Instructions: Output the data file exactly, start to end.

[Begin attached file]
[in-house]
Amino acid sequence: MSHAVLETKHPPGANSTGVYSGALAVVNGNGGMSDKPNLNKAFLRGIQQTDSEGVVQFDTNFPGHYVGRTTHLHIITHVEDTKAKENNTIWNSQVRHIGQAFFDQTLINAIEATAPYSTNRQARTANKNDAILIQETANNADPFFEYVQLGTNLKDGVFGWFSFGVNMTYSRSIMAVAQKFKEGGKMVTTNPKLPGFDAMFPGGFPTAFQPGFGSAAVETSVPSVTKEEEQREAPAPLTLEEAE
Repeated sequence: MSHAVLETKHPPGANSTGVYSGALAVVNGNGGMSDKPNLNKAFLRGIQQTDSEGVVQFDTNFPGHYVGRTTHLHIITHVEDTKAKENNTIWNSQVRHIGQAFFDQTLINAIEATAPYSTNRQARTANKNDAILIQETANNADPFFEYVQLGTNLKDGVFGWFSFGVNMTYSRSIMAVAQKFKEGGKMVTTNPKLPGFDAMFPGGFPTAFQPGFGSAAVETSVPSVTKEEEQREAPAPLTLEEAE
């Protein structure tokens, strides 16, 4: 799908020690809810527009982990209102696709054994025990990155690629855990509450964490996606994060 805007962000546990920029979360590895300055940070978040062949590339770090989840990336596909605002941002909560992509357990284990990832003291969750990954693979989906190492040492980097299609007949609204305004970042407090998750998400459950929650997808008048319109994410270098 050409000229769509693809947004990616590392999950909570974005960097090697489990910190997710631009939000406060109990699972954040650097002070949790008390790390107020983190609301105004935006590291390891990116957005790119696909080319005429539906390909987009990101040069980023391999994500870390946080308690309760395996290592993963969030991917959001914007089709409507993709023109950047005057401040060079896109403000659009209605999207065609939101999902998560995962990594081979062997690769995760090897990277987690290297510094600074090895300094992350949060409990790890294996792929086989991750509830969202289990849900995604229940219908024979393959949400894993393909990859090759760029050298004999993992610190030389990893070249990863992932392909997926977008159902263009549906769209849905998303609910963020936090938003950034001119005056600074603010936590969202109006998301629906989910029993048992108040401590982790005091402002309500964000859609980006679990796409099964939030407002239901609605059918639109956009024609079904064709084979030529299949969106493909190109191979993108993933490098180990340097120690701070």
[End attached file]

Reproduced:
[in-house]
Amino acid sequence: MSHAVLETKHPPGANSTGVYSGALAVVNGNGGMSDKPNLNKAFLRGIQQTDSEGVVQFDTNFPGHYVGRTTHLHIITHVEDTKAKENNTIWNSQVRHIGQAFFDQTLINAIEATAPYSTNRQARTANKNDAILIQETANNADPFFEYVQLGTNLKDGVFGWFSFGVNMTYSRSIMAVAQKFKEGGKMVTTNPKLPGFDAMFPGGFPTAFQPGFGSAAVETSVPSVTKEEEQREAPAPLTLEEAE
Repeated sequence: MSHAVLETKHPPGANSTGVYSGALAVVNGNGGMSDKPNLNKAFLRGIQQTDSEGVVQFDTNFPGHYVGRTTHLHIITHVEDTKAKENNTIWNSQVRHIGQAFFDQTLINAIEATAPYSTNRQARTANKNDAILIQETANNADPFFEYVQLGTNLKDGVFGWFSFGVNMTYSRSIMAVAQKFKEGGKMVTTNPKLPGFDAMFPGGFPTAFQPGFGSAAVETSVPSVTKEEEQREAPAPLTLEEAE
């Protein structure tokens, strides 16, 4: 799908020690809810527009982990209102696709054994025990990155690629855990509450964490996606994060 805007962000546990920029979360590895300055940070978040062949590339770090989840990336596909605002941002909560992509357990284990990832003291969750990954693979989906190492040492980097299609007949609204305004970042407090998750998400459950929650997808008048319109994410270098 050409000229769509693809947004990616590392999950909570974005960097090697489990910190997710631009939000406060109990699972954040650097002070949790008390790390107020983190609301105004935006590291390891990116957005790119696909080319005429539906390909987009990101040069980023391999994500870390946080308690309760395996290592993963969030991917959001914007089709409507993709023109950047005057401040060079896109403000659009209605999207065609939101999902998560995962990594081979062997690769995760090897990277987690290297510094600074090895300094992350949060409990790890294996792929086989991750509830969202289990849900995604229940219908024979393959949400894993393909990859090759760029050298004999993992610190030389990893070249990863992932392909997926977008159902263009549906769209849905998303609910963020936090938003950034001119005056600074603010936590969202109006998301629906989910029993048992108040401590982790005091402002309500964000859609980006679990796409099964939030407002239901609605059918639109956009024609079904064709084979030529299949969106493909190109191979993108993933490098180990340097120690701070």